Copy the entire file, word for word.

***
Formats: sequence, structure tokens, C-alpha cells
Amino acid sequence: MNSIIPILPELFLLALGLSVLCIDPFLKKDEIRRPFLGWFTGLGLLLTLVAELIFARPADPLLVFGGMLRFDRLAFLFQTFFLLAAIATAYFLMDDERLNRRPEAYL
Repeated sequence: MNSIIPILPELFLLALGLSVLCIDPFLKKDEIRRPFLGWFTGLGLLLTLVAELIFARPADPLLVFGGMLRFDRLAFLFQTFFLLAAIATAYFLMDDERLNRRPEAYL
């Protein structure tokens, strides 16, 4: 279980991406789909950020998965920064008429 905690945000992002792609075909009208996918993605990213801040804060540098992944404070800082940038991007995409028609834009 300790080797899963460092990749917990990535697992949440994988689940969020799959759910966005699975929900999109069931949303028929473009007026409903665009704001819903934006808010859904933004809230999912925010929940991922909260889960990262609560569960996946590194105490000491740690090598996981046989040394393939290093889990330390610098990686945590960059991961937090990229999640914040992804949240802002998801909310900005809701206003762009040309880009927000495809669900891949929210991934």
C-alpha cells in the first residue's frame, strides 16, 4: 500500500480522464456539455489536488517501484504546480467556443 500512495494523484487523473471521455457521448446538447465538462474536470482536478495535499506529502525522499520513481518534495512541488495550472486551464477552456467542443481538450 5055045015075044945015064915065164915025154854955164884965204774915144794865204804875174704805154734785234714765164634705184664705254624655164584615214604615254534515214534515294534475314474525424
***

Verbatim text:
Formats: sequence, structure tokens, C-alpha cells
Amino acid sequence: MNSIIPILPELFLLALGLSVLCIDPFLKKDEIRRPFLGWFTGLGLLLTLVAELIFARPADPLLVFGGMLRFDRLAFLFQTFFLLAAIATAYFLMDDERLNRRPEAYL
Repeated sequence: MNSIIPILPELFLLALGLSVLCIDPFLKKDEIRRPFLGWFTGLGLLLTLVAELIFARPADPLLVFGGMLRFDRLAFLFQTFFLLAAIATAYFLMDDERLNRRPEAYL
């Protein structure tokens, strides 16, 4: 279980991406789909950020998965920064008429 905690945000992002792609075909009208996918993605990213801040804060540098992944404070800082940038991007995409028609834009 300790080797899963460092990749917990990535697992949440994988689940969020799959759910966005699975929900999109069931949303028929473009007026409903665009704001819903934006808010859904933004809230999912925010929940991922909260889960990262609560569960996946590194105490000491740690090598996981046989040394393939290093889990330390610098990686945590960059991961937090990229999640914040992804949240802002998801909310900005809701206003762009040309880009927000495809669900891949929210991934």
C-alpha cells in the first residue's frame, strides 16, 4: 500500500480522464456539455489536488517501484504546480467556443 500512495494523484487523473471521455457521448446538447465538462474536470482536478495535499506529502525522499520513481518534495512541488495550472486551464477552456467542443481538450 5055045015075044945015064915065164915025154854955164884965204774915144794865204804875174704805154734785234714765164634705184664705254624655164584615214604615254534515214534515294534475314474525424